Mental Health Week | Let’s take care of the community sector

As a business leader who has worked with hundreds of NPOs, foundations and associations, I will dare to address you today on behalf of an entire sector to testify to the difficulties these organizations are experiencing.

Difficulties of all kinds, among which top the list, as you might imagine, are concerns relating to finances and labor: difficult to obtain financing, deficit budget, scarcity of labor and staff burnout. Difficulties reported by Dan Clément, CEO of Centraide Canada, in the spring of 2022.

What about two years later? It’s still difficult to run an NPO due to lack of resources and attention. It is increasingly incumbent upon leaders of community sector organizations to find solutions and deal with unhealthy exponential stress.

Obviously, working (too) hard to manage problems is the lot of leaders in any organization, in the community sector and elsewhere.

About 45% of business owners in Canada say they experience mental health issues, up from rates of 38% and 32% in 2022 and 2021.

However, the economic situation is hitting the community sector harder, causing a chain of harmful effects: the needs of beneficiaries are increasing faster than funding, salaries are struggling to be competitive, it is therefore becoming difficult to recruit and retain staff. , the remaining resources and the management team are palliating and exhausting themselves… Is it normal that, according to the Multisectoral Remuneration Survey of NPO Managers in Quebec by 2023, 83% of NPO directors will work overtime?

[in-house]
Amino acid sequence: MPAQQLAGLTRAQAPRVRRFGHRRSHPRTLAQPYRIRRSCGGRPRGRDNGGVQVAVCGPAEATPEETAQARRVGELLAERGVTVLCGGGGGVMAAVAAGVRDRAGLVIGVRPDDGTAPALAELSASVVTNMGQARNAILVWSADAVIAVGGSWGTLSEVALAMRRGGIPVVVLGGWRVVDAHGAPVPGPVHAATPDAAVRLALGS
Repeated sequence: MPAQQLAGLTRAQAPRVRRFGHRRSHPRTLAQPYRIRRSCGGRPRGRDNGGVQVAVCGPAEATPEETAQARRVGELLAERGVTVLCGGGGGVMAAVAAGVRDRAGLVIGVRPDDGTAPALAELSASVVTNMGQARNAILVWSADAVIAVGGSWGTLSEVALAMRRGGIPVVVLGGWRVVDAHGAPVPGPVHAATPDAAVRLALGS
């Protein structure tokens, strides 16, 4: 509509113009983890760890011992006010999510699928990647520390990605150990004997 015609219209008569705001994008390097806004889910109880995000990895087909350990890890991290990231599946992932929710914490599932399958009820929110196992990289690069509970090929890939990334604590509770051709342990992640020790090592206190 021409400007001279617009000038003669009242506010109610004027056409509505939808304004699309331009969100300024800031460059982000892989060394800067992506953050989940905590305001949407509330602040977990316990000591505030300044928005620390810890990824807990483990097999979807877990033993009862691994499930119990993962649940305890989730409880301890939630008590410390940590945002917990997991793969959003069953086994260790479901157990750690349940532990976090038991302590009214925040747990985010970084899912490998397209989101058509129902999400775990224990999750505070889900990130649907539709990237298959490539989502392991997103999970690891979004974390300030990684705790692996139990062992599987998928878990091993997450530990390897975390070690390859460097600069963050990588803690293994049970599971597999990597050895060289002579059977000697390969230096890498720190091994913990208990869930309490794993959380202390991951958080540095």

And the worst part: we slap them on the wrist under the pretext that they should, individually, pay more attention to their mental health!

Speaking engagements

On the occasion of Mental Health Week, which continues until May 12, several public figures will humbly use their platform to speak about their personal challenges or lived experiences relating to mental health. I myself have a lot to tell you about my own fight, which I decided to deliver in a testimony available on the website of the Association québécoise de prevention du suicide1.

All these speeches, essential to help raise public awareness of a major issue, are individual, but not anecdotal.

Their proliferation reveals a reality: mental health disorders are widespread and deserve the attention not of everyone in their corner, but of our systems and society as a whole.

The future of the community sector is at stake in particular. Its leaders support NPOs and charities at arm’s length, but we cannot keep our arms in the air forever. When will we see and support these raised hands asking for help?

Part of the answer lies, I believe, in the value that we can and must – all of us, collectively, whether governments, individuals or organizations in a position to help – place on philanthropy: we must talk about it, teach it and apply it, on a small and large scale, to inscribe it in the DNA of our Quebec society.

1. Watch Pascal Lépine’s testimony

What do you think ? Participate in the dialogue


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